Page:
In Colombia, there are more and more deaths whose identification process is hindered because of the state of the corpse or of the human remains (advanced state of decomposition, skeletonization, burns, carbonization, incineration, mutilation, among others), where there is alteration of soft tissue, the elimination of fingerprints, bad quality of tandem repeated deoxyribonucleic acid (DNA) sequences susceptible to being interpreted and analyzed, or the lack of other elements that lead to the positive or reliable identification of an individual. For this reason, institutions in charge of said identification process should have more effective methods that permit rapid recognition of an individual, to comply, not merely with the social work with respect to the surviving family members, but also with streamlining of the case from the judicial point of view.

Currently, the use of passive Radio Frequency Identification (RFID) microchips implanted in humans is becoming popular with different medical and economic objectives, whose main function is identifying and providing some information about an individual. Said implant is sub-dermal (generally in the back of the hand and on the forearm) and has been approved by the Department of Health and Human Services of the United States Food and Drug Administration, and regulated by ISO norms.

Use of dental devices for dental identification

In specialized literature, we found different reports of mechanisms to mark different oral rehabilitation devices for identification purposes like those by Harvey, [1] Turner et al.,[2] Ryan et al.,[3] Berry et al.,[4] Cross and Wolfaard, [5] Ling, [6] Reeson, [7] and Moya et al., [8] Likewise, the American Dental Association (ADA) developed a 3 to 4-mm diameter acrylic micro-disc (blue for men and pink for women), which would be cemented on the vestibular surface of the first upper right molar. This device would have a unique alphanumeric code engraved to identify each individual. [9],[10]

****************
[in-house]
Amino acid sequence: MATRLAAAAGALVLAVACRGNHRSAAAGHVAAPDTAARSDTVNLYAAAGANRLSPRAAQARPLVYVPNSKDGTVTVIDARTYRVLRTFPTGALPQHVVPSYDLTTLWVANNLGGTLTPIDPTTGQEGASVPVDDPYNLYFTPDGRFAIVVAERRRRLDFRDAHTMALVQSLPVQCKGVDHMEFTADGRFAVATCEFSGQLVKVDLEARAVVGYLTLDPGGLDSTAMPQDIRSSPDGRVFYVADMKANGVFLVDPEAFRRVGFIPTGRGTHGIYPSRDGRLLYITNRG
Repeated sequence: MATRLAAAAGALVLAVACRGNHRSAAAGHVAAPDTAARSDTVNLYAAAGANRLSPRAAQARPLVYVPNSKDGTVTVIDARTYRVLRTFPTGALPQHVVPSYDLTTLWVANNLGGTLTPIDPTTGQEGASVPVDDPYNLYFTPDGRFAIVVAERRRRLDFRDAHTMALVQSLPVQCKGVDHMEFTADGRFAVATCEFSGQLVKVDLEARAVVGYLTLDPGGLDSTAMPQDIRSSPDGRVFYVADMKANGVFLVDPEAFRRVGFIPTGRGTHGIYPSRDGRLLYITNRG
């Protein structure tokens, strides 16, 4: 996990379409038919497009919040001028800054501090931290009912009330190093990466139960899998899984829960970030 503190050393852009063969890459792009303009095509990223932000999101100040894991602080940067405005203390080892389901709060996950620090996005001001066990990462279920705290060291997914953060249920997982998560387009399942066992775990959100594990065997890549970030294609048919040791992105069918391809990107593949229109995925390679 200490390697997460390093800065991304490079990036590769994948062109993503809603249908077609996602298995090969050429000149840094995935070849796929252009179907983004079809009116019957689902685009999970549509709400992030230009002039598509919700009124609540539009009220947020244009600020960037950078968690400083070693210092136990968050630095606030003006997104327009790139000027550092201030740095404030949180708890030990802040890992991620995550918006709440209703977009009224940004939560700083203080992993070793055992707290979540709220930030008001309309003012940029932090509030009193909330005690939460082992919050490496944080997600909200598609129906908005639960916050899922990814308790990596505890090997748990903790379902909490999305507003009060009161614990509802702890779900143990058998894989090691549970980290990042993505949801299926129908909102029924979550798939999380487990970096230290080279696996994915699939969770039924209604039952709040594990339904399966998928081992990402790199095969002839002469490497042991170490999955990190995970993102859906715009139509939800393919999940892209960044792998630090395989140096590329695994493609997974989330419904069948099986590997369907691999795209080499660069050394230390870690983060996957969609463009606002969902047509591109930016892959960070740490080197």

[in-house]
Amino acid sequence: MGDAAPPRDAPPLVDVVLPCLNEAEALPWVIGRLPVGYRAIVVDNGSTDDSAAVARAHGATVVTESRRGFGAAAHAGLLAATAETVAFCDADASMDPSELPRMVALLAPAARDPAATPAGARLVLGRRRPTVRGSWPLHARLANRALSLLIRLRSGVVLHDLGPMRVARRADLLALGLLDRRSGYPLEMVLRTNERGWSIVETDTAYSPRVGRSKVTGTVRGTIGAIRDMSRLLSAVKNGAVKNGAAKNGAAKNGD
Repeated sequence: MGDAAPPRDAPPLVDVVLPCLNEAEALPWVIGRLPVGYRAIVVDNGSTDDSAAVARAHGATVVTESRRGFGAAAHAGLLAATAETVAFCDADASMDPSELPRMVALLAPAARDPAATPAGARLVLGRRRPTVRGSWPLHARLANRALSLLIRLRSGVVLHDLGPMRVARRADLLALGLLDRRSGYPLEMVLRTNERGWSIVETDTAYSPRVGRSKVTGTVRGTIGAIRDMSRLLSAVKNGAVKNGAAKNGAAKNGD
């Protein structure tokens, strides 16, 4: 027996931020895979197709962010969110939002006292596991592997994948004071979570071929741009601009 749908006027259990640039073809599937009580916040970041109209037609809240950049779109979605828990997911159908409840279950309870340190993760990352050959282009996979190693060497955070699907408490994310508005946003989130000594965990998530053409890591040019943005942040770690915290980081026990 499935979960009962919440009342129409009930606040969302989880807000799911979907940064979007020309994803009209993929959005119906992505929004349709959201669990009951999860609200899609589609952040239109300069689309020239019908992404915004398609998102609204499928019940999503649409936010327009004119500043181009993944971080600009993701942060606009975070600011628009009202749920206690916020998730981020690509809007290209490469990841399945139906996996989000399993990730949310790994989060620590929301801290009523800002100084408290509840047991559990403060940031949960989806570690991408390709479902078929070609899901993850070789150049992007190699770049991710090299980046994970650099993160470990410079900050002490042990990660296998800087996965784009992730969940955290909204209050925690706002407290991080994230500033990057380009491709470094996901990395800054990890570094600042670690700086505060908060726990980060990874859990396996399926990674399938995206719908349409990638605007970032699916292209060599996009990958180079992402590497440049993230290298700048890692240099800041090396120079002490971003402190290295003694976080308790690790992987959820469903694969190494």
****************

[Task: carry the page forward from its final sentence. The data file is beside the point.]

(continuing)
Rajan and Julian [11] indicated the use of microchips for these purposes, for which Millet and Jaeannin [12] conducted a study where they incorporate a microchip onto total acrylic prosthesis through the passive RIFD scanning or readout system. Currently, Dentalax ® commercializes a microchip and reader to label partial and total removable prosthetic devices that contain acrylic. [13]

Regarding the implant of microchips within teeth, Theviessen et al.,[14],[15] conducted a study in Vitro in which they implanted several veterinary-use passive RFID microchips (EasyTrac-ID ® ) in human molars, concluding that these types of systems are of good utility for the identification of an individual within a forensic context. Nevertheless, little has been researched on the implanting of these microchips in the teeth, which would afford greater protection to the mechanism by virtue of the great resistance offered by the teeth against high temperatures, acid attacks, and humid and saline environments; similarly, this would be of great use in the case of inhumation of several cadavers from the same grave, or the dismemberment of several individuals; such methods are employed by perpetrators to hinder the identification process. Microchips implanted in the teeth would remain in place after latent cadaveric phenomena and would reduce the possibility for confusion among several microchips and their loss on the field. For this purpose, this research evaluated the physical behavior in Vitro of a passive RFID microchip (VeriChip™) implanted in human molars.